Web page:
Thursday, October 21, 2021
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Putnam EMA Director Tyler Smith Honored For Tornado Leadership

Putnam County EMA Director Tyler Smith has received the state’s highest honor for leadership to the response of the 2020 March tornado.

EMA of Tennessee and the Tennessee Emergency Management Agency presented Smith the Bill Worth Award Tuesday at the Statewide emergency manager’s conference in Franklin.

“It really shocked me,” Smith said. “We were here since Monday for our statewide conference. Wasn’t expecting any type of award, but as they called my name and I went up to accept the award, it really was a shock to me.”

Smith played an instrumental role in establishing the emergency response operation center the morning of March 3rd. Smith said EMA worked out of the location for two weeks coordinating recovery efforts.

“Coordinating efforts for cleanup, rescue efforts and just trying to get everything back to normal as we could,” Smith said. “But of course, normal is not going to be the case. We are scarred from that tornado and still scarred. All of our emergency services across the state came in and even from other states came in and helped us in Putnam County, and the volunteers. We can’t say enough about the volunteers.”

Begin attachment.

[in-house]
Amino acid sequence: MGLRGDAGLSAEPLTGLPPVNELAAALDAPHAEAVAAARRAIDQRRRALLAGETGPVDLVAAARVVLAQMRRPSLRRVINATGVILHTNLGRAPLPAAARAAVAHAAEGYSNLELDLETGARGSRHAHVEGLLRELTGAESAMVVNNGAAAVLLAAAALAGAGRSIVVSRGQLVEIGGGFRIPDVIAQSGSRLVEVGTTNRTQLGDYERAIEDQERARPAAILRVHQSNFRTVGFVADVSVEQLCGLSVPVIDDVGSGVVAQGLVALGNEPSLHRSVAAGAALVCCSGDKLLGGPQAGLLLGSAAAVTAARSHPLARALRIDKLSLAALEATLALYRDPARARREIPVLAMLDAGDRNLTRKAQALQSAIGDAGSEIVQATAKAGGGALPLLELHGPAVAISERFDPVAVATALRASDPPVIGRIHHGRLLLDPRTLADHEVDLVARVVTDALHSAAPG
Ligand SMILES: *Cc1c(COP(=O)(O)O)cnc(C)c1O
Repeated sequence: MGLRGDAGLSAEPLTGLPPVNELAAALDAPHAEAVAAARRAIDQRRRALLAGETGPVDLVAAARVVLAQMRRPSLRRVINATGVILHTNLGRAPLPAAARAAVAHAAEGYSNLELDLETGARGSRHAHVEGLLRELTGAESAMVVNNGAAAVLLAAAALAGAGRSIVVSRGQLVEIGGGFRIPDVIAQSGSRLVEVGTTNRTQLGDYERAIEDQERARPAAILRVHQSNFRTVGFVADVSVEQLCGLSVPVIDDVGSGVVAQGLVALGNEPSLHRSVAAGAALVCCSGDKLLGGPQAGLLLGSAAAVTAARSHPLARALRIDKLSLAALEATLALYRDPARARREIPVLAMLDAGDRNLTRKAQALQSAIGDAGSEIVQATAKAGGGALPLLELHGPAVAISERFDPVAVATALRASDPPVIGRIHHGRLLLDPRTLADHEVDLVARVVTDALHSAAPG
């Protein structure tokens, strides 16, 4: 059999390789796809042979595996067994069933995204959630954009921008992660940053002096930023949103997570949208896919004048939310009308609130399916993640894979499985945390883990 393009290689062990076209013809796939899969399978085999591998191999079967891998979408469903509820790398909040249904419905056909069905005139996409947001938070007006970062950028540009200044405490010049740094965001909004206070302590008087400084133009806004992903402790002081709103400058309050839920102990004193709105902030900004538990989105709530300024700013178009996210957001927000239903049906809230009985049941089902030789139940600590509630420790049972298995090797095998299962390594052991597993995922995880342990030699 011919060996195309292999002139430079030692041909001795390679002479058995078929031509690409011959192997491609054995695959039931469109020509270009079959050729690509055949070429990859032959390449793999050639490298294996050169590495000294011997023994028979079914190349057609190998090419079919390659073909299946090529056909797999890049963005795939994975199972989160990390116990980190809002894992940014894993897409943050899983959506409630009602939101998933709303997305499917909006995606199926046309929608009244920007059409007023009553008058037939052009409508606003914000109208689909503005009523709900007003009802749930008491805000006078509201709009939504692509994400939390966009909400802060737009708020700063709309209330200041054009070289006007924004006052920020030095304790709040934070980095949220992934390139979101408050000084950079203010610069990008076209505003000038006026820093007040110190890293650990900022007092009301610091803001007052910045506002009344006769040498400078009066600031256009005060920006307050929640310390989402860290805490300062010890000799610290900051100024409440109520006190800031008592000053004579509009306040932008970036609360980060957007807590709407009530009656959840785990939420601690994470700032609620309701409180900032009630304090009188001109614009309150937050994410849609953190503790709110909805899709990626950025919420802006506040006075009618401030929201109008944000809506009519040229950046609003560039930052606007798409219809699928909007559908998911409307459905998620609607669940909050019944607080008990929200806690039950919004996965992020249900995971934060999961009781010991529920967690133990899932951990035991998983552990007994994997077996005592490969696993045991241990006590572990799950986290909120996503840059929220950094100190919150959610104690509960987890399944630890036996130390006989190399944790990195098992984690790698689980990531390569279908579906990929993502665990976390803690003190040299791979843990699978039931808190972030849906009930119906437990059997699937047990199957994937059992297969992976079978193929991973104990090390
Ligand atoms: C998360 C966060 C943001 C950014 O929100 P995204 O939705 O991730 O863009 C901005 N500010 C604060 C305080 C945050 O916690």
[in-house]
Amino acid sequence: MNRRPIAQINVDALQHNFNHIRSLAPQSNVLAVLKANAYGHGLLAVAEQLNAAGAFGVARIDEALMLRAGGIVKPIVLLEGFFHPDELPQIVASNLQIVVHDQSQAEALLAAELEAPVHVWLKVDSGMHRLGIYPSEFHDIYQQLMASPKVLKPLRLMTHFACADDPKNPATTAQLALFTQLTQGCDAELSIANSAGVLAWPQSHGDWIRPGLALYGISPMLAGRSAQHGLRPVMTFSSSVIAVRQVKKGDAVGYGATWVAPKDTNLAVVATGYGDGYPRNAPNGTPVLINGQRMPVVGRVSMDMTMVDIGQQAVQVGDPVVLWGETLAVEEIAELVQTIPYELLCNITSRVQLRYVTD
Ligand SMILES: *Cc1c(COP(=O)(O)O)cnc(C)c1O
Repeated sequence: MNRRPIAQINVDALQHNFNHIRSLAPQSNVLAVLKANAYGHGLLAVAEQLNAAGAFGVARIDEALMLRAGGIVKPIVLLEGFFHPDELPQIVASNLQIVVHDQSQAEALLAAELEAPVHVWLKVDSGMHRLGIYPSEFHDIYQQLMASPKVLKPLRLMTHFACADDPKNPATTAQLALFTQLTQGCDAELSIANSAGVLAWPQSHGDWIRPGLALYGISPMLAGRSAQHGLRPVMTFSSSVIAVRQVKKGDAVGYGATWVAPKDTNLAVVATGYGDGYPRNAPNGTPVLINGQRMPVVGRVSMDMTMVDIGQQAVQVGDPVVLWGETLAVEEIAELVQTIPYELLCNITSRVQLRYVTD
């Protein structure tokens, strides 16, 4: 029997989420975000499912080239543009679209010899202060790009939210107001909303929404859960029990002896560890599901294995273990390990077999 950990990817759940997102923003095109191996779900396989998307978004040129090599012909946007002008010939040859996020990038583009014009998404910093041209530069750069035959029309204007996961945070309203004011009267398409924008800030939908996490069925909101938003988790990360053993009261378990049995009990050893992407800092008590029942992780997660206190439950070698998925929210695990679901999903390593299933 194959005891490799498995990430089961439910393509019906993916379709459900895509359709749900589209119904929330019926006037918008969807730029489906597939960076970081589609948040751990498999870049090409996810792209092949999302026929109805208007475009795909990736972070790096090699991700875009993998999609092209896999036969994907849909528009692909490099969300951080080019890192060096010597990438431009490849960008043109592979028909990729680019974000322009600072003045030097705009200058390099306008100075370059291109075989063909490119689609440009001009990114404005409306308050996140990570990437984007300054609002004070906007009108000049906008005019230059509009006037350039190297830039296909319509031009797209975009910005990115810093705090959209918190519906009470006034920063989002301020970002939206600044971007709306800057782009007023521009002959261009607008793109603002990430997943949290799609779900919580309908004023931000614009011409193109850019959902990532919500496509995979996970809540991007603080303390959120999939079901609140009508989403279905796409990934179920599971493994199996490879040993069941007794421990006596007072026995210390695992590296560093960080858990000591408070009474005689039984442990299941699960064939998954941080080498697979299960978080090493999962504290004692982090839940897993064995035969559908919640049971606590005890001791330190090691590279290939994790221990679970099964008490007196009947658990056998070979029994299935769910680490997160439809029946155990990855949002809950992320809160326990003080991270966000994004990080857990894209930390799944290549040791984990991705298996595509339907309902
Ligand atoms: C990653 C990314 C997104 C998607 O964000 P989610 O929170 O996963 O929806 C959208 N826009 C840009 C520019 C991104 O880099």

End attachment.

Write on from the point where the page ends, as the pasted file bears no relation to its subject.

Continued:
Smith said the EF-4 tornado was the worst disaster to ever hit the county. Smith said he monitored the storm as it hit Nashville and spawned a tornado. Smith said then, the storm weakened but gained strength as it moved east.

“It had weakened at the time it came to Wilson County and into Smith County, but as it started to move into Western Putnam County, it started to strengthen once again,” Smith said. “We went from an EF-0 to an EF-4 within just a matter of two minutes. As it moved into Cookeville, it weakened due to another tornadic storm just south of Cookeville.”

Smith said EMA does yearly disaster training to prepare for situations like this. Smith said they never hope to use the tactics, but emergency crews were ready to act.

“Emergency Management is a resource agency for all the departments,” Smith said. “We coordinate the resources locally, and then, if those resources are depleted locally, then we have state resources and then again federal resources. All of these were involved from the federal level all the way down to the local, of course. It’s just something we do. It is part of our job to coordinate those resources to make sure they are here to get the job down.”

Nineteen people died from the tornado that hit the Cookeville, Baxter area. Smith said he will never forget that day, and the community response to rebuild.

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